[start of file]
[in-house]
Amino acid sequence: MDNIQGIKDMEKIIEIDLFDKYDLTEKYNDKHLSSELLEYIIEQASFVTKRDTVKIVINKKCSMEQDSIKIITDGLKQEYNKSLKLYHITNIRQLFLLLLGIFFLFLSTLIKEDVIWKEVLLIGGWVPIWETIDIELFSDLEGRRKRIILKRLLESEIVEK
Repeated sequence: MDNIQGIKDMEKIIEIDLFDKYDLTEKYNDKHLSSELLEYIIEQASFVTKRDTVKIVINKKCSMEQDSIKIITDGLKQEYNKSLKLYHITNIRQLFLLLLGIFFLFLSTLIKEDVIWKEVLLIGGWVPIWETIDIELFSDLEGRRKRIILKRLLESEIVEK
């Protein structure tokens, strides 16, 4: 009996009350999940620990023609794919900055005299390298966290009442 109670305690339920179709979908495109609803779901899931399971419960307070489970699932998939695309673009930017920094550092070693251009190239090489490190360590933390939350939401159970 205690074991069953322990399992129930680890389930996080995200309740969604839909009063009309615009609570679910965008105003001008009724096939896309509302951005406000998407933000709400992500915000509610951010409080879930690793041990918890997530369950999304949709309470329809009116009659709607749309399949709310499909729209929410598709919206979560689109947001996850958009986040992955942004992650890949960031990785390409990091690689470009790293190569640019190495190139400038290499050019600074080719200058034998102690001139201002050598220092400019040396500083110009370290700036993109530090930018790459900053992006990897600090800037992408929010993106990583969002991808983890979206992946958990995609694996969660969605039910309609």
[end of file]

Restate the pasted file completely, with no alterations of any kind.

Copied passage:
[in-house]
Amino acid sequence: MDNIQGIKDMEKIIEIDLFDKYDLTEKYNDKHLSSELLEYIIEQASFVTKRDTVKIVINKKCSMEQDSIKIITDGLKQEYNKSLKLYHITNIRQLFLLLLGIFFLFLSTLIKEDVIWKEVLLIGGWVPIWETIDIELFSDLEGRRKRIILKRLLESEIVEK
Repeated sequence: MDNIQGIKDMEKIIEIDLFDKYDLTEKYNDKHLSSELLEYIIEQASFVTKRDTVKIVINKKCSMEQDSIKIITDGLKQEYNKSLKLYHITNIRQLFLLLLGIFFLFLSTLIKEDVIWKEVLLIGGWVPIWETIDIELFSDLEGRRKRIILKRLLESEIVEK
């Protein structure tokens, strides 16, 4: 009996009350999940620990023609794919900055005299390298966290009442 109670305690339920179709979908495109609803779901899931399971419960307070489970699932998939695309673009930017920094550092070693251009190239090489490190360590933390939350939401159970 205690074991069953322990399992129930680890389930996080995200309740969604839909009063009309615009609570679910965008105003001008009724096939896309509302951005406000998407933000709400992500915000509610951010409080879930690793041990918890997530369950999304949709309470329809009116009659709607749309399949709310499909729209929410598709919206979560689109947001996850958009986040992955942004992650890949960031990785390409990091690689470009790293190569640019190495190139400038290499050019600074080719200058034998102690001139201002050598220092400019040396500083110009370290700036993109530090930018790459900053992006990897600090800037992408929010993106990583969002991808983890979206992946958990995609694996969660969605039910309609």